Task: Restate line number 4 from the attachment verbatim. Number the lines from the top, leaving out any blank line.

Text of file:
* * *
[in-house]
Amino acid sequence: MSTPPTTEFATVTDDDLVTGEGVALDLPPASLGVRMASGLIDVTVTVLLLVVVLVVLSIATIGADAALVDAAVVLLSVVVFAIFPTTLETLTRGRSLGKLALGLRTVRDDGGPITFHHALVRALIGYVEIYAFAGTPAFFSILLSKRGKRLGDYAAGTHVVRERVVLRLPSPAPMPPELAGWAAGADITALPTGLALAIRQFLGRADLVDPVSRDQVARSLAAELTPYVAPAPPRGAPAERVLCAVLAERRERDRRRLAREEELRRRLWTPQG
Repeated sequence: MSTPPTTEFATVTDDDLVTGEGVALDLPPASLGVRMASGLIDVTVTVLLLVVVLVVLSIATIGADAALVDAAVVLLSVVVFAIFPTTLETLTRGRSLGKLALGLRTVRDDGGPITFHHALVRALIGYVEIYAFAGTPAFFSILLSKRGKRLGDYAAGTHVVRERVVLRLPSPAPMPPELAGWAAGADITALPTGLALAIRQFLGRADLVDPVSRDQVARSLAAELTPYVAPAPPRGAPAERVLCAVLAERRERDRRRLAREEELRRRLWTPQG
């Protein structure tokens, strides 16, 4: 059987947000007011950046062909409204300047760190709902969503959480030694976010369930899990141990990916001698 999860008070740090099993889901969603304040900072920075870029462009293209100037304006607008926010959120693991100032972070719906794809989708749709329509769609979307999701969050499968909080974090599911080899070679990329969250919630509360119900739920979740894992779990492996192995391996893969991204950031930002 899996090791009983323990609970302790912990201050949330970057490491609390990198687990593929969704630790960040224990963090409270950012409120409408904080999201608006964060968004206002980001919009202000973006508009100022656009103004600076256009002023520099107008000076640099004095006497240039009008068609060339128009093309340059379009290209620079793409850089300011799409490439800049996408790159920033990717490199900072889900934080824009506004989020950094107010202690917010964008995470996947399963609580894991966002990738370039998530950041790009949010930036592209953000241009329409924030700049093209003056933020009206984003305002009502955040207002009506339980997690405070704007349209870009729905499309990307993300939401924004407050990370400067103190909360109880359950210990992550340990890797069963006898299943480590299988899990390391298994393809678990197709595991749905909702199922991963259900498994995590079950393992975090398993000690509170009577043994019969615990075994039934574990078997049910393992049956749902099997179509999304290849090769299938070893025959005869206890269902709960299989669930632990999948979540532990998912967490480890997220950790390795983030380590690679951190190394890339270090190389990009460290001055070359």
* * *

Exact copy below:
């Protein structure tokens, strides 16, 4: 059987947000007011950046062909409204300047760190709902969503959480030694976010369930899990141990990916001698 999860008070740090099993889901969603304040900072920075870029462009293209100037304006607008926010959120693991100032972070719906794809989708749709329509769609979307999701969050499968909080974090599911080899070679990329969250919630509360119900739920979740894992779990492996192995391996893969991204950031930002 899996090791009983323990609970302790912990201050949330970057490491609390990198687990593929969704630790960040224990963090409270950012409120409408904080999201608006964060968004206002980001919009202000973006508009100022656009103004600076256009002023520099107008000076640099004095006497240039009008068609060339128009093309340059379009290209620079793409850089300011799409490439800049996408790159920033990717490199900072889900934080824009506004989020950094107010202690917010964008995470996947399963609580894991966002990738370039998530950041790009949010930036592209953000241009329409924030700049093209003056933020009206984003305002009502955040207002009506339980997690405070704007349209870009729905499309990307993300939401924004407050990370400067103190909360109880359950210990992550340990890797069963006898299943480590299988899990390391298994393809678990197709595991749905909702199922991963259900498994995590079950393992975090398993000690509170009577043994019969615990075994039934574990078997049910393992049956749902099997179509999304290849090769299938070893025959005869206890269902709960299989669930632990999948979540532990998912967490480890997220950790390795983030380590690679951190190394890339270090190389990009460290001055070359």